3 Everyday Pronoun Exercises to Do with Your Toddler

Long before your baby has said her first word, she’s learned to communicate. Her responses to you – such as a cry or a smile – help you understand her needs. As your baby grows into a toddler, her communication will begin to develop. She will go from babbling, pointing and simple words (such as “mama” and “dada”) around 11 months, to understanding simple commands and saying two and three word phrases (such as “all gone” and “I see truck”) around age 2.

But not all children develop language at the same pace. Pronouns can be one of the most challenging things for any child to learn. Additionally, for children on the autism spectrum or who have a language or developmental delay, it’s very common to have difficulty with pronoun usage.

Teaching Pronouns

When teaching your toddler about pronouns, it’s important to always pair pronouns with gestures as a visual cue. For example, when you refer to yourself, pat your chest; when referring to your child, tap their chest. If you’re having the child refer to themselves with “I”, “me,” or “my”, take their hand and place it on their chest.

To help your toddler improve their use of pronouns, here are three simple exercises you can practice with them daily.

1. Photos, Books & Toys
Use your child’s books and toys to learn “he” and “she.” Identify toys with boy and girl faces, or gesture to pictures in books, and talk about “he” or “she”. You can also look at family photos with your child and point to people in the pictures. “Who is that? Yes, he is daddy. Daddy is a boy. Boys are ‘he’.”

2. The “Who wants?” Game
Take something your child loves, such as a doll, toy, crayons, or some kind of treat, then ask them, “Who wants this?” For example: “Who wants a piece of candy?” To teach them, you answer “I do!” You can also model “Me!” to mix it up, once they successfully repeat the first phrase. You can also use “this is for you” and “this is for me” as you hand the treat to the child or yourself to teach additional pronouns.

3. The “I Spy” Game
When you take your child shopping or to the park, point to something people are holding or wearing to show examples of he, she, her, and his. For example, if you see a girl wearing a pink dress you can say “I spy with my little eye, something pink.” When your child identifies the girl correctly, say, “That’s right, that girl is wearing pink. She is wearing a pink dress,” or “Yes, her dress is pink.”

 

Are you a parent concerned about your child’s speech and language development? A licensed speech-language pathologist can help. Please give me a call at your earliest convenience, so we can chat and book an appointment.

How to Lovingly Parent a Depressed Child

Being a parent is the hardest job on the planet. But being a parent of a child with a mental illness can feel unbearable at times.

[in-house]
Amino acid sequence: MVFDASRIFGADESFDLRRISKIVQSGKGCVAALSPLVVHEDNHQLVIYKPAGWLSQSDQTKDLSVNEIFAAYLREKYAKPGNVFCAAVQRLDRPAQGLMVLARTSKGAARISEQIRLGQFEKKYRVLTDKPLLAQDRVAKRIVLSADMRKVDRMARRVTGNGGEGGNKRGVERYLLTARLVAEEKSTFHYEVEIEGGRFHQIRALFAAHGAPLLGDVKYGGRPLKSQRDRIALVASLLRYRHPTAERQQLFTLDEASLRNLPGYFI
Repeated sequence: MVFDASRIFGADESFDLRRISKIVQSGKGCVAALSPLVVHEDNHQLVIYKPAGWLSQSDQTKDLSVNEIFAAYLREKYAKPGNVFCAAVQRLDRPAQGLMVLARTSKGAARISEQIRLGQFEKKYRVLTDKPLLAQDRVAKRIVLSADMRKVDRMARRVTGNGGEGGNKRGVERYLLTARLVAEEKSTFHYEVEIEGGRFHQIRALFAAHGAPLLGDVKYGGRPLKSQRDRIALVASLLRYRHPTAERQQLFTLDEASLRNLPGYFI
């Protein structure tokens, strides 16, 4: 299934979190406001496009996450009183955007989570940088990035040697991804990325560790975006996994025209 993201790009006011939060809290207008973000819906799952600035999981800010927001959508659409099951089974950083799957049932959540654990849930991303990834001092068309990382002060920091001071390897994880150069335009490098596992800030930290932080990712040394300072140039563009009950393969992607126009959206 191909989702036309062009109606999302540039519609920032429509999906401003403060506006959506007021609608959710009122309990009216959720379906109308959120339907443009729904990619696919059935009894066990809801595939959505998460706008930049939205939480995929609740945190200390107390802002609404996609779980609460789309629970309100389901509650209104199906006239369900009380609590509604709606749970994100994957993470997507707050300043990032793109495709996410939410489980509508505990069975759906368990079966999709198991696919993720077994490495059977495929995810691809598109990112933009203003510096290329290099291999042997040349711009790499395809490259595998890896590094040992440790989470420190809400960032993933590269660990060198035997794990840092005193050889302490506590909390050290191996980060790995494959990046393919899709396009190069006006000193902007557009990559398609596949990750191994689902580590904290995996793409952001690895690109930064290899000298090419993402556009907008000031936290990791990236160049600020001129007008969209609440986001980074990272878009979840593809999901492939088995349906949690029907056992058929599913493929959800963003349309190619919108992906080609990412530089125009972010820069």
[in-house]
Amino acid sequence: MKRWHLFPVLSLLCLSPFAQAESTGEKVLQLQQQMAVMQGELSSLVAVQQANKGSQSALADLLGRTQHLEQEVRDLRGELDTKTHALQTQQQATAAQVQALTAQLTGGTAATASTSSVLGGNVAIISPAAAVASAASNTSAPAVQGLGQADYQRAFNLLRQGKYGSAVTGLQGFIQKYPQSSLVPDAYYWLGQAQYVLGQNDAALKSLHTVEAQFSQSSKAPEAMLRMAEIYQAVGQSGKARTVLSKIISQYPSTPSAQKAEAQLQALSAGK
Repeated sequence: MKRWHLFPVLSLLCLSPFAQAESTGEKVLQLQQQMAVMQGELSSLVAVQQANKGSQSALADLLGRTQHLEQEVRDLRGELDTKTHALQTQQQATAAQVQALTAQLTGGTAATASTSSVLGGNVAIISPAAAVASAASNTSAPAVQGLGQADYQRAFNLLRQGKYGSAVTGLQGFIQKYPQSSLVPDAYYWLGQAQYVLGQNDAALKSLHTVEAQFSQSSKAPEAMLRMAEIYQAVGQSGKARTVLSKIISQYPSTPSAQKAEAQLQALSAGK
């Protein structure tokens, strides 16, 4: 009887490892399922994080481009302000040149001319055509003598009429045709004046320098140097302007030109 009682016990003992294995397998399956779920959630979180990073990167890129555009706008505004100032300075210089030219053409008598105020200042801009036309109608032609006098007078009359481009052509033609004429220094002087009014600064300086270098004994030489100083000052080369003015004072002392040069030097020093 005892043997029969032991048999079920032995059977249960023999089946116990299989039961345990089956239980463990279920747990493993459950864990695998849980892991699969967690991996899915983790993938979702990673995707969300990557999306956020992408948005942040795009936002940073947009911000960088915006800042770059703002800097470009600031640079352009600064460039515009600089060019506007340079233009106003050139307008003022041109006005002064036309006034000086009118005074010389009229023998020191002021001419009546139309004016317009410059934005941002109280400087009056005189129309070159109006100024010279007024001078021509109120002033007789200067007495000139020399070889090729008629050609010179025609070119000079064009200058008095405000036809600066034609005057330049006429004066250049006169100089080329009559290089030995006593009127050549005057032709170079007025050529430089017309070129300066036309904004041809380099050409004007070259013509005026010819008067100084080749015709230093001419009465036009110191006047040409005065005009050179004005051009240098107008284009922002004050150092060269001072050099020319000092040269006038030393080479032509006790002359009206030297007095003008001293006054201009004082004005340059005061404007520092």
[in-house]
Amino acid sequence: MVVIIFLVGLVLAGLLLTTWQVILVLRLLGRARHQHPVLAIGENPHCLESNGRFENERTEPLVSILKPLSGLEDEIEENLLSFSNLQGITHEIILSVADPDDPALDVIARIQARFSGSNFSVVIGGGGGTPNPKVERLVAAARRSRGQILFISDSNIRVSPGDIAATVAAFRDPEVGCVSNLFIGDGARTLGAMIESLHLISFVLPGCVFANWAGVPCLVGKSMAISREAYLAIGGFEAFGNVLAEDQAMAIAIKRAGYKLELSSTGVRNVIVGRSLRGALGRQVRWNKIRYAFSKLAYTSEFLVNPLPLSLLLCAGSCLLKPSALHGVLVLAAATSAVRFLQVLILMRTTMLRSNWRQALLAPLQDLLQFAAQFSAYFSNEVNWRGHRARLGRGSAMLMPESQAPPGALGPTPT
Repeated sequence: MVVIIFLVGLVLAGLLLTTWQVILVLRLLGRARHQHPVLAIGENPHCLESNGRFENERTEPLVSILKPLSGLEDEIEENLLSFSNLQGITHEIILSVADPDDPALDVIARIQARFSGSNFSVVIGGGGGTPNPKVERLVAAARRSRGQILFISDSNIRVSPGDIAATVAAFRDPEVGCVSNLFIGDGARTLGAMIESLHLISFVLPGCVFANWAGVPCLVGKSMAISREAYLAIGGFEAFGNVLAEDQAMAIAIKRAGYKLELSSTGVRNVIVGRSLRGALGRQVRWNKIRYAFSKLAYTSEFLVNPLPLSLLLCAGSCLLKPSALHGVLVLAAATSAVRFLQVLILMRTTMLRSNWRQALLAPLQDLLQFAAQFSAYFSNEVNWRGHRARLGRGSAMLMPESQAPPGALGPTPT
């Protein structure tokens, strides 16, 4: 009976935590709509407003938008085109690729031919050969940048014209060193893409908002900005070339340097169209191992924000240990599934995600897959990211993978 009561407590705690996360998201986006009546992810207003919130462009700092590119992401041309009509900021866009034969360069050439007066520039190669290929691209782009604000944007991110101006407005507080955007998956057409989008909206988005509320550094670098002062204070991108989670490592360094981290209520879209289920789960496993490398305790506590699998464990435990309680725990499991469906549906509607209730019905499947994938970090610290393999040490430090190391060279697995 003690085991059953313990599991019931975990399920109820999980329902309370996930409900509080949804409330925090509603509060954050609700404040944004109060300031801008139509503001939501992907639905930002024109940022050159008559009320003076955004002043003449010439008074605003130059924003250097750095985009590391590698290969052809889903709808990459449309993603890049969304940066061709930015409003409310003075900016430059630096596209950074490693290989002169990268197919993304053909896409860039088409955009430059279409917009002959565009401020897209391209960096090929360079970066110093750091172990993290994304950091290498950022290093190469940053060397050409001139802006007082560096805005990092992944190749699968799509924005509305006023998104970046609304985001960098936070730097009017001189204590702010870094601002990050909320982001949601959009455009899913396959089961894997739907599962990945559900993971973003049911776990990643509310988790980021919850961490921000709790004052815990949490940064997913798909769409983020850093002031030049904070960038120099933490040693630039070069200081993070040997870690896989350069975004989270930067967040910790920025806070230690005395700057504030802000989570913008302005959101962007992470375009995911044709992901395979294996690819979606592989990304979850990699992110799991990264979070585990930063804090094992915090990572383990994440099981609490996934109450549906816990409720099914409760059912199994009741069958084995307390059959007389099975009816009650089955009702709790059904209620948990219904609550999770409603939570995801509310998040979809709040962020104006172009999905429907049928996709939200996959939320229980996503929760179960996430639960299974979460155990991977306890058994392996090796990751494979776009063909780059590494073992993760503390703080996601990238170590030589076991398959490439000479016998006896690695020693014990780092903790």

All parents want to do what’s right for their kids, but when your child is sick, either physically or mentally, the desire to “get it right” becomes even more intense.

If you are the parent of a child with depression, know there’s isn’t one “right way” to parent them. Having said that, here are some ways you can support and show you love your child on their way back toward the light.

Accept Your New Reality

For many parents, accepting that your child has a mental illness is extremely difficult. It is natural to want to deny the truth and pretend that everything is the way it was before the diagnosis. But invalidating reality will only make your child feel shame. Accepting the truth will help your family take the necessary steps to getting the right help.

Communicate Openly

Your child needs you now more than ever. They need to feel that they can talk to you when their world feels dark. Sit your child down and tell them they can come to you at any time for any reason. Let them know you could never be angry at them for how they feel. When they are ready to talk, listen closely and with an open mind and heart.

Help Their Body

It’s a fact that an unhealthy body effects the mind, especially with a mental illness in play. Help your child’s recovery by encouraging healthy eating habits. Limit sugar, bad fats, and caffeine intake. Make sure they get plenty of exercise. Invite them to go for a hike or bike ride with you. And finally, help them get enough sleep each night by setting firm bed times.

Talk to Them About Suicide

It’s a conversation no parent ever imagines they’ll have to have. But for the parent of a depressed child, the risk of suicide is a sad reality. Start the conversation with your child. Ask if they’ve ever thought about suicide. Asking these questions in an objective way allows your child to speak candidly with you and share their true thoughts and feelings with you.

And understand that there is no danger of a person planting a thought of suicide in someone else’s mind if it’s not already there.

Get Help

Though you can be a big support in your child’s life, you’ll need the help and guidance of a trained mental health therapist. Talk to your pediatrician for a referral. You can also get a referral from local support groups and friends and family.

If you or a loved one has a child suffering with depression, you are not alone. Please contact me to discuss treatment options.

4 Tips for Parenting an Above Average Child